President Trump on Friday pushed for Congress to “immediately” approve the United States-Mexico-Canada Agreement (USMCA), arguing in a Wisconsin speech that his administration is moving the country past “stupid years” of trade policies.
Bashing the economic policies of previous administrations, saying they allowed factories to close, Trump said in Milwaukee: "Those days are over…I call them the stupid years. But now we're back into the really smart years.”
Standing in front of a backdrop with the letters “USMCA," Trump pushed Congress to approve the new trade deal "and send it to my desk immediately." The president was visiting Derco Aerospace Inc., a subsidiary of aviation giant Lockheed Martin that provides parts, logistics and repair services to fixed-wing aircraft.
“We shouldn’t be playing around," Trump said. "And every day that goes by, it gets more and more political, because we get closer and closer to the election.”
At Trump’s insistence, the U.S., Canada and Mexico agreed to an update of the 25-year-old North American Free Trade Agreement (NAFTA). But the new agreement faces opposition from many House Democratic lawmakers and labor unions.
“NAFTA was a disaster for this country and we’re going to be replacing that very soon, hopefully with the USMCA,” Trump said.
Canada and Mexico are Wisconsin's top two foreign export markets. Last year, the state exported $31 million worth of products to Canada and $15.2 million worth of products to Mexico, according to census data.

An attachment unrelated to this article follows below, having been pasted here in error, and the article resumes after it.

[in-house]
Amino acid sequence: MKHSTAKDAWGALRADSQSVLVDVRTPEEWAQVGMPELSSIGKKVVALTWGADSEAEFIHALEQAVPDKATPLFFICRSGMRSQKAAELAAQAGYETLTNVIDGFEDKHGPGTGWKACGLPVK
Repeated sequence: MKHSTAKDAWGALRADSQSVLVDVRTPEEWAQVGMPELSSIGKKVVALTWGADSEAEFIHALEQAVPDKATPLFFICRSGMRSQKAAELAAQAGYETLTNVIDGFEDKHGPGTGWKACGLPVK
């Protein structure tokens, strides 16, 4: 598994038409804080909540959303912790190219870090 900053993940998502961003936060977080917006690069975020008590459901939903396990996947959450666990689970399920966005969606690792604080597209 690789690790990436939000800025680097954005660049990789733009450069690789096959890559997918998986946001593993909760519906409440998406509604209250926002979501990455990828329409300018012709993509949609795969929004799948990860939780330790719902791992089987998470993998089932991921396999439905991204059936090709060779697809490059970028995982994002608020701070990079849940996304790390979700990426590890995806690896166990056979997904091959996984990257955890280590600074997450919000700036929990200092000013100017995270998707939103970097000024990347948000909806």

“Let it be a bipartisan bill,” Trump said Friday. “I don’t want credit for it. Let it be a partisan bill, the USMCA. For years, members of Congress have demanded a replacement to NAFTA. Now they finally have the best replacement that they could ever even imagine.”
In the end, it comes down to whether House Speaker Nancy Pelosi, D-Calif., would bring a bill to the House floor that would implement the necessary changes to enact the new deal. Pelosi insists that changes are needed to generate Democratic support, and has appointed a working group to meet with U.S. Trade Representative Robert Lighthizer on finding ways to ease Democratic lawmakers’ concerns.
Mexico last month became the first of the three nations to ratify the agreement.
The White House recently moved to ease the passage of the agreement by lifting tariffs on imported steel and aluminum from Canada and Mexico.
Labor unions, a key Democratic constituency, are seeking assurances that Mexico will enforce enhanced labor standards for workers there because that would reduce the incentive for U.S. companies to move their plants and jobs south of the border. The new deal requires Mexico to encourage independent unions that will bargain for higher wages and better working conditions.
Democrats are also voicing concerns over language that would give pharmaceutical companies 10 years’ protection from cheaper competition in a category of ultra-expensive drugs called biologics, which are made from living cells. The need to curb high drug prices has become a rallying cry for voters of all political stripes.
Fox News’ Frank Miles and The Associated Press contributed to this report.